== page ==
from AP, Reuters, AFP, and other news services

Traditional African Dishes Teach Healthy Eating

Traditional African Dishes Teach Healthy Eating

AP (July 28, 2014) Classes are being offered nationwide to encourage African Americans to learn about cooking fresh foods based on traditional African cuisine. The program is trying to combat obesity, heart disease and other ailments often linked to diet. (July 28) Video provided by AP
Powered by NewsLook.com
West Africa Gripped by Deadly Ebola Outbreak

West Africa Gripped by Deadly Ebola Outbreak

AFP (July 28, 2014) The worst-ever outbreak of the deadly Ebola epidemic grips west Africa, killing hundreds. Duration: 00:48 Video provided by AFP
Powered by NewsLook.com
Trees Could Save More Than 850 Lives Each Year

Trees Could Save More Than 850 Lives Each Year

Newsy (July 27, 2014) A national study conducted by the USDA Forest Service found that trees collectively save more than 850 lives on an annual basis. Video provided by Newsy
Powered by NewsLook.com
Google's Next Frontier: The Human Body

Google's Next Frontier: The Human Body

Newsy (July 27, 2014) Google is collecting genetic and molecular information to paint a picture of the perfectly healthy human. Video provided by Newsy
Powered by NewsLook.com

Search ScienceDaily

Number of stories in archives: 140,361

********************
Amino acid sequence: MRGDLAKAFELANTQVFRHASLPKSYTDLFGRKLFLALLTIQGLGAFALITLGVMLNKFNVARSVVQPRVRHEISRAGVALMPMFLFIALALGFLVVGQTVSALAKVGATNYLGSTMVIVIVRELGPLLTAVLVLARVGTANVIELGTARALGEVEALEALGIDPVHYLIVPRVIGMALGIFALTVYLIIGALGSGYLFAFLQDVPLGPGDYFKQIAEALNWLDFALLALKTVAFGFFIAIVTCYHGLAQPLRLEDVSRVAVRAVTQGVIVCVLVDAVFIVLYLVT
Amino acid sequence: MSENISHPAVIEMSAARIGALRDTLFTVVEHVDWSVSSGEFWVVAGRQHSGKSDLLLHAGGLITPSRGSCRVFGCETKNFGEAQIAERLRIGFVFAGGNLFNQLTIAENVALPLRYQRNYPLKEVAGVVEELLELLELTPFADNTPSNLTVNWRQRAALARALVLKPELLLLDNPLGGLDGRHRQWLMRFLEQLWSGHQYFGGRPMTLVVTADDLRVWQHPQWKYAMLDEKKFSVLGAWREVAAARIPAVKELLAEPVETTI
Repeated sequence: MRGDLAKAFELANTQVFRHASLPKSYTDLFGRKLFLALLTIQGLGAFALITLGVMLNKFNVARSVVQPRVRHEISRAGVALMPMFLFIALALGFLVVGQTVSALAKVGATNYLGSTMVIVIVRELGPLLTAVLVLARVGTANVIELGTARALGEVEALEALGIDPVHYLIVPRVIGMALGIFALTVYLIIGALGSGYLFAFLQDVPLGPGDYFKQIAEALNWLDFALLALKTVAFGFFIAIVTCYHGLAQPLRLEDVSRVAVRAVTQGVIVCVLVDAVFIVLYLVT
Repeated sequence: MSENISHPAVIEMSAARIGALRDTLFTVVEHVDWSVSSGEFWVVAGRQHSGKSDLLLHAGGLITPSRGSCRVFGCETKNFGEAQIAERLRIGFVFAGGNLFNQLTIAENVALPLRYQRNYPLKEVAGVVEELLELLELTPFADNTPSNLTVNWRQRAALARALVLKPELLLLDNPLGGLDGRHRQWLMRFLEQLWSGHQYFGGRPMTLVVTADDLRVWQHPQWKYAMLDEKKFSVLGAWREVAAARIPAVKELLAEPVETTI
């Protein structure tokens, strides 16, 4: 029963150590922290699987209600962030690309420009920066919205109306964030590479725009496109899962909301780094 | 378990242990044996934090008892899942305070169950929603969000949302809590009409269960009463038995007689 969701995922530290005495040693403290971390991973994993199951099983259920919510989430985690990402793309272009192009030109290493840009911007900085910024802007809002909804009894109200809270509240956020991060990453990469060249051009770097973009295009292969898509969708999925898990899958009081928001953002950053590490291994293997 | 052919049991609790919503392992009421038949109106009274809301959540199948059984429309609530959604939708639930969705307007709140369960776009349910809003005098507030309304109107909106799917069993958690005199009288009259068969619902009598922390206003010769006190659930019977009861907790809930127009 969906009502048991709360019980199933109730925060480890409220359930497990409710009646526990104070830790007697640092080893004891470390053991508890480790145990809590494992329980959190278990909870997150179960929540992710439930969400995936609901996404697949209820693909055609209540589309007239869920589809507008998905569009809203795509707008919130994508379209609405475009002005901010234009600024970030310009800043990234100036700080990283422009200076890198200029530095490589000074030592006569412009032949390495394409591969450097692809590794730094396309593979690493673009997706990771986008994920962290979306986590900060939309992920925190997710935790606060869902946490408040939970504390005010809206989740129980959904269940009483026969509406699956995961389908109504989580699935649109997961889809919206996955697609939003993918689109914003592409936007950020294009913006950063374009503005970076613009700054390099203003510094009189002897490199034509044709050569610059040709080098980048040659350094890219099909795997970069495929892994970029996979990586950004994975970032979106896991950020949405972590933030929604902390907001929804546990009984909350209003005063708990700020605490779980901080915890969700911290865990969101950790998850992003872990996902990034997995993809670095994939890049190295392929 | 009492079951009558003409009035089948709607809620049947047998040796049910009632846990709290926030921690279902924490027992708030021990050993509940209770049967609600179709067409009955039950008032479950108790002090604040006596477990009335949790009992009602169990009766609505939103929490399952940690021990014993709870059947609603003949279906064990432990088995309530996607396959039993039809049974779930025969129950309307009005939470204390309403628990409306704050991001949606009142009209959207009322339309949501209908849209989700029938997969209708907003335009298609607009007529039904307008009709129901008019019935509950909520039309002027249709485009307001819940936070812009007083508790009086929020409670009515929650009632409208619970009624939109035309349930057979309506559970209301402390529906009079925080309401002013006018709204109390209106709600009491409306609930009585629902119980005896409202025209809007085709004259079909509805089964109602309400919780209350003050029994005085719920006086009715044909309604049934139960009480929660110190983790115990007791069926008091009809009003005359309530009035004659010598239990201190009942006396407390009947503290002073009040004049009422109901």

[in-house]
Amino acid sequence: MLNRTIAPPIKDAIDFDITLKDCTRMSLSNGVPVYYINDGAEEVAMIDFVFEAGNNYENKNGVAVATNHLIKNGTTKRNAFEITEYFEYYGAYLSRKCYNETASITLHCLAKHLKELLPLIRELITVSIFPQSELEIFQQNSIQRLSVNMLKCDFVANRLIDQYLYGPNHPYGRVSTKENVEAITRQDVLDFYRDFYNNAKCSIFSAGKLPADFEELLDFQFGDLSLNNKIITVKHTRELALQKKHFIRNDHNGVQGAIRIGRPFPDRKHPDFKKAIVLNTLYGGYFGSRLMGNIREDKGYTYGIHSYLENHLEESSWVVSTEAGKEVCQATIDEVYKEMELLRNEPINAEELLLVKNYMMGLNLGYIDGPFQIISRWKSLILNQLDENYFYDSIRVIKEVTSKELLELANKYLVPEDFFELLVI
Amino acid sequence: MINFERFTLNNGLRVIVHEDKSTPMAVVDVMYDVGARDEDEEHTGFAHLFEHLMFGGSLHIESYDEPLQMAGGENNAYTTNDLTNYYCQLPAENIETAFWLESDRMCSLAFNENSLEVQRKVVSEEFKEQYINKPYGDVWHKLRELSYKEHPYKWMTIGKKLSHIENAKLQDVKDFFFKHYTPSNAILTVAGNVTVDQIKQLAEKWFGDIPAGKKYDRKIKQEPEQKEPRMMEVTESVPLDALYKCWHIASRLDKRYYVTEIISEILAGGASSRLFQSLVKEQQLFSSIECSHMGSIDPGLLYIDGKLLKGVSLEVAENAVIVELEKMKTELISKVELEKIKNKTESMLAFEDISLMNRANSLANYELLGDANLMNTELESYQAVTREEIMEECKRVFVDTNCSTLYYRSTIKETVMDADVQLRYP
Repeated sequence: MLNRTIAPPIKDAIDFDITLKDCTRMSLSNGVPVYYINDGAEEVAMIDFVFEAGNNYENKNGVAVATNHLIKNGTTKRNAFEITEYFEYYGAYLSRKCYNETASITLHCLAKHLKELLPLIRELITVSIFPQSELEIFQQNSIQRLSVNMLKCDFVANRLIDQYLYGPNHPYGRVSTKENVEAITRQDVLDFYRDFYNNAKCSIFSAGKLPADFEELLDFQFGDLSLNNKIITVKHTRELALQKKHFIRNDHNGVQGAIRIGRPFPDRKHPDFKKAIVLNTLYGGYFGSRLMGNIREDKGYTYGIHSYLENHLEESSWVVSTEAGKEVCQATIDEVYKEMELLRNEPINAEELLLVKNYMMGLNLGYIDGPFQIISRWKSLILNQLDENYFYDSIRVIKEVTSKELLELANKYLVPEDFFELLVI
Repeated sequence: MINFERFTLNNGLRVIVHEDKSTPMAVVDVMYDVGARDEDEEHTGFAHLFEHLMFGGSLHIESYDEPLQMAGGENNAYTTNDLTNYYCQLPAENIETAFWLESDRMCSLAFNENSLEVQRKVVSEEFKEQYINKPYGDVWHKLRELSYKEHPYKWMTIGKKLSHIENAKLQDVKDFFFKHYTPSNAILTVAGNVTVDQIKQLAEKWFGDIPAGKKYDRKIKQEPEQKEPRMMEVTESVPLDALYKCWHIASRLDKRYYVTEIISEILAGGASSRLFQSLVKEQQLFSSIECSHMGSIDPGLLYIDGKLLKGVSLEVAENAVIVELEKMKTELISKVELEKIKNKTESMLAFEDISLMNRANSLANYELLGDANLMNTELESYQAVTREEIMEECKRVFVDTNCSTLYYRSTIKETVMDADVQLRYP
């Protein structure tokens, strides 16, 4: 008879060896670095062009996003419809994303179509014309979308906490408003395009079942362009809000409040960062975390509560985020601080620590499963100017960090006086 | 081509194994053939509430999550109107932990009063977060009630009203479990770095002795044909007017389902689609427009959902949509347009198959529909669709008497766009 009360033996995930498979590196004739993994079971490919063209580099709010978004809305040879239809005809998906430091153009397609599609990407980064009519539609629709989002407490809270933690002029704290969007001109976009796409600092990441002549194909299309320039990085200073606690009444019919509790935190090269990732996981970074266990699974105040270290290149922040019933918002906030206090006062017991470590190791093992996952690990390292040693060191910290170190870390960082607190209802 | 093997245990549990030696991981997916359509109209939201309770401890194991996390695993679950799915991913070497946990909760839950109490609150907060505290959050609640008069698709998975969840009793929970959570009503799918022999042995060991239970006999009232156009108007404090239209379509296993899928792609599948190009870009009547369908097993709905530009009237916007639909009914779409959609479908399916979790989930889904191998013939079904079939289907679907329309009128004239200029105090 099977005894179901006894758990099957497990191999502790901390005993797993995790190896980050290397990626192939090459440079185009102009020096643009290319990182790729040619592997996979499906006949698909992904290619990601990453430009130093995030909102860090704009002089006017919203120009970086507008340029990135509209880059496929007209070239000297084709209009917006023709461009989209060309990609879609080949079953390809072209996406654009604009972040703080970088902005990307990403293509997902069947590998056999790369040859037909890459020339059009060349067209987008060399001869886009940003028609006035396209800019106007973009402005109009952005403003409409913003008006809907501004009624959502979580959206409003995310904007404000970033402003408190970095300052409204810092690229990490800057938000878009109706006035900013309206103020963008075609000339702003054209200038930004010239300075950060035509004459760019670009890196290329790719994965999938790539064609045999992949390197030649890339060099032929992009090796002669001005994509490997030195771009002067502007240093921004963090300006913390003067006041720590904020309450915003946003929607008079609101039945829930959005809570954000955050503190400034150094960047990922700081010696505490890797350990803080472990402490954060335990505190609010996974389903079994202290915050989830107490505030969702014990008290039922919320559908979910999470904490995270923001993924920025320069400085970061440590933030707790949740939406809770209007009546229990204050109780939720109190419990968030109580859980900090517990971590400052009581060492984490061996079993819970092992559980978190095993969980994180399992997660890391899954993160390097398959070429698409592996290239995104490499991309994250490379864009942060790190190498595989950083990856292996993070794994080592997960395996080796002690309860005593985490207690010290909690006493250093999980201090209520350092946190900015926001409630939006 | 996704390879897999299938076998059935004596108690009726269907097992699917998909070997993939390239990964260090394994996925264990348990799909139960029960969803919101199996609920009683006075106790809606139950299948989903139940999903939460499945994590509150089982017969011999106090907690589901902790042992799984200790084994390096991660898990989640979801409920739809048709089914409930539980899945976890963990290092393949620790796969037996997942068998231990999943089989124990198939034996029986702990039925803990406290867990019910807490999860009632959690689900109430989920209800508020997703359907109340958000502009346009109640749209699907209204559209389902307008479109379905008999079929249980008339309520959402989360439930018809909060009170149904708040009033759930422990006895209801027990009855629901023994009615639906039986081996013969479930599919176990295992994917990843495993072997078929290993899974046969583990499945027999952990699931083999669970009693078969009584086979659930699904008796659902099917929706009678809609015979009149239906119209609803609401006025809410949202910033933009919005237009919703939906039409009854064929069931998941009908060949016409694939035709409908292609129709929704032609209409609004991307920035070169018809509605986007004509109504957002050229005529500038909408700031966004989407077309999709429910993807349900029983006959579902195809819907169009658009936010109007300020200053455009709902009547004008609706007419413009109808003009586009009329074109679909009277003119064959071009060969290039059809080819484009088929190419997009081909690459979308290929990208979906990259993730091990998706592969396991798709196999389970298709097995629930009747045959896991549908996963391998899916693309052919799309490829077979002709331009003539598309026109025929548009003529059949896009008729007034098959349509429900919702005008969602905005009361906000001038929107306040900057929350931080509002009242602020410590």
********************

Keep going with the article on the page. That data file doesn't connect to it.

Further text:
Find with keyword(s):
Enter a keyword or phrase to search ScienceDaily for related topics and research stories.

Save/Print:
Share:

Breaking News:

More Coverage


Research Shows Immune System Response Is Detrimental to Novel Brain Cancer Therapy

Dec. 4, 2012 For the first time, researchers have demonstrated that the response of natural killer (NK) cells is detrimental to glioblastoma virotherapy, a novel way of treating malignant brain cancer by ... read more
from the past week

In Other News

... from NewsDaily.com

Science News

Health News

Environment News

Technology News



Save/Print:
Share:

Free Subscriptions


Get the latest science news with ScienceDaily's free email newsletters, updated daily and weekly. Or view hourly updated newsfeeds in your RSS reader:

Get Social & Mobile


Keep up to date with the latest news from ScienceDaily via social networks and mobile apps:

Have Feedback?


Tell us what you think of ScienceDaily -- we welcome both positive and negative comments. Have any problems using the site? Questions?
Mobile: iPhone Android Web
Follow: Facebook Twitter Google+
Subscribe: RSS Feeds Email Newsletters
Latest Headlines Health & Medicine Mind & Brain Space & Time Matter & Energy Computers & Math Plants & Animals Earth & Climate Fossils & Ruins